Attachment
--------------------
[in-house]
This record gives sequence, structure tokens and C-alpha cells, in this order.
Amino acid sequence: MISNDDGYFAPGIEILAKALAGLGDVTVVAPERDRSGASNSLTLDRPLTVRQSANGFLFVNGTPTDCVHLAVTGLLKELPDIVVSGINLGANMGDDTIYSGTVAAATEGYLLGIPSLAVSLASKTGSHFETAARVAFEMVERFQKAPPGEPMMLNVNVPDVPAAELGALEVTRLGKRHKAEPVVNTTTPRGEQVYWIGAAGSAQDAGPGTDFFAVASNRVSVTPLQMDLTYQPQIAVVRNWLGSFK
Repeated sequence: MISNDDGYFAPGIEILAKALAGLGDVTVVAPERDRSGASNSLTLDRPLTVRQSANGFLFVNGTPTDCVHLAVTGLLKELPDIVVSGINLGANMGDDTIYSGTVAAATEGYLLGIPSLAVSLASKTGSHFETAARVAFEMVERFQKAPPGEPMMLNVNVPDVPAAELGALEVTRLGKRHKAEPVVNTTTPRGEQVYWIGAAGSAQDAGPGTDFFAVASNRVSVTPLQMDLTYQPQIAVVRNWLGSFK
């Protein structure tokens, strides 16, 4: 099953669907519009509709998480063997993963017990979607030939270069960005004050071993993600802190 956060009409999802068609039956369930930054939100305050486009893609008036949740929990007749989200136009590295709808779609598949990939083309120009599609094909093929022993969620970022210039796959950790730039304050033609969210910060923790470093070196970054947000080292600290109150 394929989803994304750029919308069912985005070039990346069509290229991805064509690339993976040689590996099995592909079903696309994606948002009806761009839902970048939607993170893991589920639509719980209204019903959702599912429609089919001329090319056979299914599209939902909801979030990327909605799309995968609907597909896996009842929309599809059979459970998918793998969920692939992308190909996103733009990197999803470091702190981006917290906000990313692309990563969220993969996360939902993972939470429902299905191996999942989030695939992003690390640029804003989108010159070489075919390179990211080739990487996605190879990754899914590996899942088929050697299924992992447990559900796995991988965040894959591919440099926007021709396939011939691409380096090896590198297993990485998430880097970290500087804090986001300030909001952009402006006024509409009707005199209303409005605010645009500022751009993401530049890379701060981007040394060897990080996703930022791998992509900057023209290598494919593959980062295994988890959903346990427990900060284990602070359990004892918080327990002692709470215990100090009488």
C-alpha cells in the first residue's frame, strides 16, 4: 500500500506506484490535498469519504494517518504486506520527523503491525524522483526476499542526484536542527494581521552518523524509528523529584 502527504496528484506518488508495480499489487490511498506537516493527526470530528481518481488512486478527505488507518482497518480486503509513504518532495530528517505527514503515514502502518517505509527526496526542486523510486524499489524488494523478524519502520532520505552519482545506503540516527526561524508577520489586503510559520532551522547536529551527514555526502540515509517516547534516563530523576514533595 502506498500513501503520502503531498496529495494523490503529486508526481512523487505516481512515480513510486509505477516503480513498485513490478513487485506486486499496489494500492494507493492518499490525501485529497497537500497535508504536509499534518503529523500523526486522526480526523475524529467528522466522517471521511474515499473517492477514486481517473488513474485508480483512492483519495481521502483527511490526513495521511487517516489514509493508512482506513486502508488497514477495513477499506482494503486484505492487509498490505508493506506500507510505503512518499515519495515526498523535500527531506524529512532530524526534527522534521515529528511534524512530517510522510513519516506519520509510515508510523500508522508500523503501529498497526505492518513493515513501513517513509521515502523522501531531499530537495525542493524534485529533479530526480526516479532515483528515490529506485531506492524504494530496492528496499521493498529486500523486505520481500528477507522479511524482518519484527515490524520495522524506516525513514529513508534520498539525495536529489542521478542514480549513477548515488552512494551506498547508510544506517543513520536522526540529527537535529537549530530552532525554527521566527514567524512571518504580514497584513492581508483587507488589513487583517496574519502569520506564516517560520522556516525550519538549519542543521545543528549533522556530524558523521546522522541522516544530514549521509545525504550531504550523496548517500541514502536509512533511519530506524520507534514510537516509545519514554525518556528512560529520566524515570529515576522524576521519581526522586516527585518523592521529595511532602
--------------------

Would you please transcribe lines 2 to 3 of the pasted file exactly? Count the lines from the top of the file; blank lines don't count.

This record gives sequence, structure tokens and C-alpha cells, in this order.
Amino acid sequence: MISNDDGYFAPGIEILAKALAGLGDVTVVAPERDRSGASNSLTLDRPLTVRQSANGFLFVNGTPTDCVHLAVTGLLKELPDIVVSGINLGANMGDDTIYSGTVAAATEGYLLGIPSLAVSLASKTGSHFETAARVAFEMVERFQKAPPGEPMMLNVNVPDVPAAELGALEVTRLGKRHKAEPVVNTTTPRGEQVYWIGAAGSAQDAGPGTDFFAVASNRVSVTPLQMDLTYQPQIAVVRNWLGSFK